Continuous positive airway pressure (CPAP) is the treatment of choice for obstructive sleep apnoea syndrome (OSAS), but side-effects are common. No validated self-rating scale measuring side-effects to CPAP treatment exists today. The aim was to develop the side-effects to CPAP treatment inventory (SECI), and investigate the validity and reliability of the instrument among patients with OSAS. SECI was developed on the basis of: (1) in-depth interviews with 23 patients; (2) examination of the scientific literature and (3) consensus agreement of a multi-professional expert panel. This yielded 15 different types of side-effects related to CPAP treatment. Each side-effect has three sub-questions (scales): perceived frequency (a) and magnitude (b) of the side-effect, as well as its perceived impact on CPAP use (c). A cross-sectional descriptive design was used. A total of 329 patients with OSAS with an average use of CPAP treatment for 39 months (2 weeks to 182 months) were recruited. Data were collected with SECI, and obtained from medical records (clinical variables and data related to CPAP treatment). Construct validity was confirmed with factor analysis (principal component analysis with orthogonal rotation). A logical two-factor solution, the device subscale and symptom subscale, emerged across all three scales. The symptom subscale describing physical and psychological side-effects and the device subscale described mask and device-related side-effects. Internal consistency reliability of the three scales was good (Cronbach’s α = 0.74–0.86) and acceptable for the subscales (Cronbach’s α = 0.62–0.86). The satisfactory measurement properties of this new instrument are promising and indicate that SECI can be used to measure side-effects to CPAP treatment.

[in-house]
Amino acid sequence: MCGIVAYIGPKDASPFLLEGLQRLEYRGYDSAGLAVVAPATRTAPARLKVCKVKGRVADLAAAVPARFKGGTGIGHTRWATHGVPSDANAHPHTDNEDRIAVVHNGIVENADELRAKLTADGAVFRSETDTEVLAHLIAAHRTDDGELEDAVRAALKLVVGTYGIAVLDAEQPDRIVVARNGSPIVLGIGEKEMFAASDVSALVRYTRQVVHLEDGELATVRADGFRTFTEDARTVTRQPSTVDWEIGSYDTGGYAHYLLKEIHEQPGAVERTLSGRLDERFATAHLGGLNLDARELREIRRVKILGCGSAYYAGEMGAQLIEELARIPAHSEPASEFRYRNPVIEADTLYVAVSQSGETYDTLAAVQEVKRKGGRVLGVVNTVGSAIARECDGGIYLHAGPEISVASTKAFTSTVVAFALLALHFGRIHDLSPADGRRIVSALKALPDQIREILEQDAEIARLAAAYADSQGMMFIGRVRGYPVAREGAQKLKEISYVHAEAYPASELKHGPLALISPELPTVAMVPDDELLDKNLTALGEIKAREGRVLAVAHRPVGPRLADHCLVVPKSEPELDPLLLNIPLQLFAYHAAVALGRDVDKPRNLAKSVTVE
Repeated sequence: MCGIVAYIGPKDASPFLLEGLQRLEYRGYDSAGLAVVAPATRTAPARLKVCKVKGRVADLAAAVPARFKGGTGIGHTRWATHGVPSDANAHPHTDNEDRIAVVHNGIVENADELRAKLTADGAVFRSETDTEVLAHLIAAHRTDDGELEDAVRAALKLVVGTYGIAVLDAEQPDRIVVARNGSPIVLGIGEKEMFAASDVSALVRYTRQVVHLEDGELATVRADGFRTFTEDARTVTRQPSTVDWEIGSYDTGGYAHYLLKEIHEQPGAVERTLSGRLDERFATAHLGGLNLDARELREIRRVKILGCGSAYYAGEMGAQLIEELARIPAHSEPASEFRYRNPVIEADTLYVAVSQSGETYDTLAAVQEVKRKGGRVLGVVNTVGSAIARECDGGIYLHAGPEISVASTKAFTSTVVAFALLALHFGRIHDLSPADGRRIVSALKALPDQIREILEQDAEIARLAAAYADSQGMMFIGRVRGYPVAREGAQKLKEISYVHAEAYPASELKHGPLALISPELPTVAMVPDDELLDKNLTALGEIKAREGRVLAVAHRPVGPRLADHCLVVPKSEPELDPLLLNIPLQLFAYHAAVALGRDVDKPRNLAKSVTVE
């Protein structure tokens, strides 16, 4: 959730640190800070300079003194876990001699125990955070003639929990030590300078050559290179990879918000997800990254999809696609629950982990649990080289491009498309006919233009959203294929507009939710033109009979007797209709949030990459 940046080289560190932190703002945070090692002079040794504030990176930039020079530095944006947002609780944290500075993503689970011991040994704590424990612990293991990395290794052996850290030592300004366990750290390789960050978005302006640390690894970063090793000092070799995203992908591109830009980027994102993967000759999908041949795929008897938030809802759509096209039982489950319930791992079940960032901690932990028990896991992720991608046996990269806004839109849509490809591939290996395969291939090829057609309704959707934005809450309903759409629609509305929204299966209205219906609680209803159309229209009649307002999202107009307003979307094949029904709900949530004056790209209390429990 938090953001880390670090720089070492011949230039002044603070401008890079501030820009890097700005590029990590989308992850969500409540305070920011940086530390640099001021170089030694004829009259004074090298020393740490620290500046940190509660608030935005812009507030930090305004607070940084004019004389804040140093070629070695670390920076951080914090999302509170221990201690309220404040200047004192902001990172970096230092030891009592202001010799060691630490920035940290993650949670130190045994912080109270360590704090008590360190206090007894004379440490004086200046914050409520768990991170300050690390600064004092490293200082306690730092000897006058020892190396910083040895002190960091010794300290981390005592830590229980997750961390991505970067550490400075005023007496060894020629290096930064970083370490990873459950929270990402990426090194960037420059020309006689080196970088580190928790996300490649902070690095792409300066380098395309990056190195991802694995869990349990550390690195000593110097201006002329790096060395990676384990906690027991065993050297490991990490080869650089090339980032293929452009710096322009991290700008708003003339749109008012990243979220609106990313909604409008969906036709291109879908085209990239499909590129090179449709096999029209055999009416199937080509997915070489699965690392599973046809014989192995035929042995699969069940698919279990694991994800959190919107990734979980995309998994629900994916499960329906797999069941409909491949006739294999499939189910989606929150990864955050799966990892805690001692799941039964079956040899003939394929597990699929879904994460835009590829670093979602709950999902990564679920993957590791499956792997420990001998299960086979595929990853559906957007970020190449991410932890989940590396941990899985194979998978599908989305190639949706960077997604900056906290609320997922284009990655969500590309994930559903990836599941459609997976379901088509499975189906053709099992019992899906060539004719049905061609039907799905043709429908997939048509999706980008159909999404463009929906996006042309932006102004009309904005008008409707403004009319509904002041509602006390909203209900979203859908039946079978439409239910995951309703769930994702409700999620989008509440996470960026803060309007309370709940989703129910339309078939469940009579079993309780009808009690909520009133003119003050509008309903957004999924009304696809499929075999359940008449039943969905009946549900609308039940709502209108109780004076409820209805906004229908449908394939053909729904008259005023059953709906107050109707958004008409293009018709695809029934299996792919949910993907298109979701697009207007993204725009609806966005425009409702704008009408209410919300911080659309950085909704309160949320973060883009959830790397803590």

• 20.